Along with shearing we turned our attention to establishing some new herbal leys that we have put in this year (a mix of chicory, plantain and clover with grass), after putting the seeds in, we had a slight charlock weed problem, but with strategic mob grazing and a bit of topping in the tractor the leys are looking lush and were ready for some rotational grazing** from some weaned lambs.

Which leads me onto weaning, we weaned all of the ewes and lambs in mid July and also sheared all the lambs ready for summer (for the same reason as the ewes). We then put them onto some nice fresh grass paddocks for a few weeks before we started selling lambs onto other farms for breeding stock.

Locks Farm Produce BURGER BARN

Aswell as farming, those of you who follow me on Instagram will know that we also run a food pop up called ‘Locks Farm Produce’ that we set up last year. We have only done a couple of festivals so far to trial it, but so far so good. We sell grass fed beef and lamb burgers from the farm and lovely Colin on the home farm made the amazing stand from left over pallet wood, then I handpainted the sign (it took a painstaking 8 hours). The food stall is something that has worked really well, and we’re looking to do a few more events with it next year hopefully, ya know, inbetween all of the farming shizzle….with all the spare time we have.

So…where are we now. Well, as Autumn draws in, the days are getting shorter and we have almost been at Cocking Hill Farm a year (there will be a post dedicated to this very fact!). We’re now a married couple (3 weeks and 4 days to be exact as I write this!), and our attention is turning to getting the farm smartened up, and prepping for tupping*** time in November. It also looks like, in addition to our 180  calves that we rear for another farmer, we may be getting a small herd of Sussex cattle to start, hopefully in the next month or so…watch this space!

I can’t wait until we have been here a full year, just knowing what to roughly expect each month will be great and I wont be coming at everything blind. I think thats just about everything, if you have any questions or if I’ve missed anything just let me know!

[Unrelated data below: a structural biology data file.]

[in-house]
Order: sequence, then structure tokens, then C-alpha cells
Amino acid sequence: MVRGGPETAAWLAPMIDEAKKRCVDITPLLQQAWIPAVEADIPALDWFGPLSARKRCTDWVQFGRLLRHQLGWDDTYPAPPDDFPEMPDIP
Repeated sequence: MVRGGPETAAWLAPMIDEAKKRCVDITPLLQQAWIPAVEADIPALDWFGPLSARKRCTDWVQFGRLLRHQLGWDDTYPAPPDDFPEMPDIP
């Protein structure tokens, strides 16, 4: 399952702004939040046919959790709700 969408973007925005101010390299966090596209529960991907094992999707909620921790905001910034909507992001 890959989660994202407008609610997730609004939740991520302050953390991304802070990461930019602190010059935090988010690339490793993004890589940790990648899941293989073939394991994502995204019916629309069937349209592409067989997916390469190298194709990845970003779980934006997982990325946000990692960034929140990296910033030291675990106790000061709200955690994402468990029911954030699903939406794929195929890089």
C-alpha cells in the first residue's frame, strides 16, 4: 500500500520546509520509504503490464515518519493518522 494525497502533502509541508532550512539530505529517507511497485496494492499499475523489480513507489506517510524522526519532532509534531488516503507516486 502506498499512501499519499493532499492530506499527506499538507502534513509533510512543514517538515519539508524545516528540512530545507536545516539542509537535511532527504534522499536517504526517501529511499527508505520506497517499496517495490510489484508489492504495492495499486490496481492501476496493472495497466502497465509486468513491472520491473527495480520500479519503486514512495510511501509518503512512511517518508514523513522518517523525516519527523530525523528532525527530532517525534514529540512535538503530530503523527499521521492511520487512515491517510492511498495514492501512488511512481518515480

*Someone who works with the shearers to collect and bag up all of the wool once its been sheared

**Where you split your paddocks into small sections that can be grazed by livestock, and moved on every few days, this increases the productivity of the grass, if timed right.

***Putting the rams in with the ewes

Farming Fashion Lifestyle Personal

Why you need the Toggi ‘Luella’ wax jacket in your life…

12th September 2017

So there are just items of clothing, things that you buy and instantly know that you’re going to wear ALL the time. This jacket is one of those things (Click here for link).

I flipping love it. The fit, the colour, the material, and the fact that it is WATERPROOF aaaaand warm. The lining is also gorgeous too. Whenever I wear this jacket, I always get compliments. I think its because its a different colour to most wax jackets on the market – and stands out a bit as a result.

Those who follow me on Instagram will know that I have a slight obsession with wax jackets! I just think, for me, they are the perfect bridge between town and country life. I can wear a wax jacket on the farm/walking the dogs, but then I won’t look out of place if I decide to keep it on for a trip to London. I’ve worn this jacket to a festival with a dress/wellies and also on the farm riding around on the quad – the perfect all rounder.

Having never owned a wax jacket from Toggi, I now want their whole waxed collection. They’re beautifully made, and look even better aged a bit too. I will be wearing this jacket in years to come for sure…

Oooh also, some new info, you can now buy direct from

My Waxed Wishlist

The Balmoral

The Austin

The Cordova


Our first year Lambing at Cocking Hill Farm

14th May 2017